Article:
Landmark Italian film soundtracks La Dolce Vita and Quando L’amore è Sensualità are set to arrive on vinyl on October 21 and November 11 respectively. Both titles will be released through CAM Sugar – the partnership between Universal Music Group (UMG) and leading Italian music company Sugar, one of the most prestigious independent music companies in the world.
Nino Rota’s soundtrack to Federico Fellini’s masterpiece La Dolce Vita has been fully restored and remastered from the original master tape, as part of the CAM SUGAR Heritage Series, the label’s collection dedicated to the scores synonymous with the history of Italian cinema. Rota also famously composed the music for two of Franco Zeffirelli’s Shakespeare films, and for the first two films of Francis Ford Coppola’s Godfather trilogy, earning the Academy Award for Best Original Score for The Godfather Part II.
Quando L’amore È Sensualità (1973) is one of the undiscovered gems of the production of Ennio Morricone. Still unpublished in its entirety, this score is the manifesto of the ‘Morricone Segreto’ concept. With its tonal experiments and compositional complexity, it shows the most obscure, dark-tinged, and psychedelic side of the Maestro and his unbridled creativity.
The score masterfully mirrors the lustful bourgeois hypocrisy portrayed in the cult film directed by Vittorio De Sisti, thanks to a striking contrast between obsessive and repetitive sounds (representing the male fury) and uplifting, crystalline and ethereal elements (symbolizing the feminine innocence).
Edda Dell’Orso, the long-time “crystal voice” of Morricone (best known for being featured in the score of Sergio Leone’s A Fistful of Dynamite), is featured on 7 tracks, giving an essential contribution to the uniqueness of the soundtrack: her whimsical whispered vocals enrich tracks like “Luce chiara per vergine” and “Curve oscure” with mystery and fleshliness.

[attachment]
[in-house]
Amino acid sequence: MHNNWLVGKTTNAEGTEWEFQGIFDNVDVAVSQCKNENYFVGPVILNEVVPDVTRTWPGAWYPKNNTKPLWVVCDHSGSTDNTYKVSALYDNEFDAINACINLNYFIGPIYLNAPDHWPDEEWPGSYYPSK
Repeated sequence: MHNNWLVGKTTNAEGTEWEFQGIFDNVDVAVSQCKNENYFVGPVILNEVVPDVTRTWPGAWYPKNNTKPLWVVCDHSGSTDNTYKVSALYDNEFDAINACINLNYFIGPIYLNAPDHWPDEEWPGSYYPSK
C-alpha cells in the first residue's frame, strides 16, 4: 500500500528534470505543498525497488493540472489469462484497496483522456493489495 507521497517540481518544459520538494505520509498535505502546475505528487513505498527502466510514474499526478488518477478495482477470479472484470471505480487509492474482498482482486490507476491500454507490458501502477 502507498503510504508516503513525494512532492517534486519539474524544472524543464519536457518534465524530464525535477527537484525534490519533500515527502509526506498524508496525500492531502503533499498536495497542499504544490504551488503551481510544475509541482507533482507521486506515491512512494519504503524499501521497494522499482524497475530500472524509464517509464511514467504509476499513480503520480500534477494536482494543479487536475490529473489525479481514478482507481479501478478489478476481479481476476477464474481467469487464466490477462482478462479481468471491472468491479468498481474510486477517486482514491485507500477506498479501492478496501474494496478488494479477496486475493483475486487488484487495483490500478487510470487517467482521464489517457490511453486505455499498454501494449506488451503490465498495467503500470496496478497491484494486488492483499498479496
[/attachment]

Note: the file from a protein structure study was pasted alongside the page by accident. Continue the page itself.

The third track, the enigmatic and haunting “Vie-Ni” (one of the most loved pieces from the last year’s acclaimed Morricone Segreto) is representative of what to expect from the soundtrack: a disturbing and mysterious synthesizer plays on a tribal drumbeat, soon to be interrupted by a children’s choir obsessively repeating the title’s two syllables. These eerie yet creepy childish voices, introduced in previous works, here find an even more obsessive use: they represent one of Morricone’s trademark elements, as well as one of the traits that have made Italian soundtracks from the 1970s so much appreciated and recognizable in the world.
The soundtrack also features “Nascosta nell’ombra”, a psych-prog cut featuring a prominent wah wah guitar and an electric organ which represent another nugget from the much sought-after and acclaimed groovy repertoire of the Maestro.
The soundtrack is totally unreleased on CD and digital platforms (apart from tracks 3 and 9, first released in Morricone Segreto 2020) while tracks 12 to 22 (side C and D) were never before released on vinyl.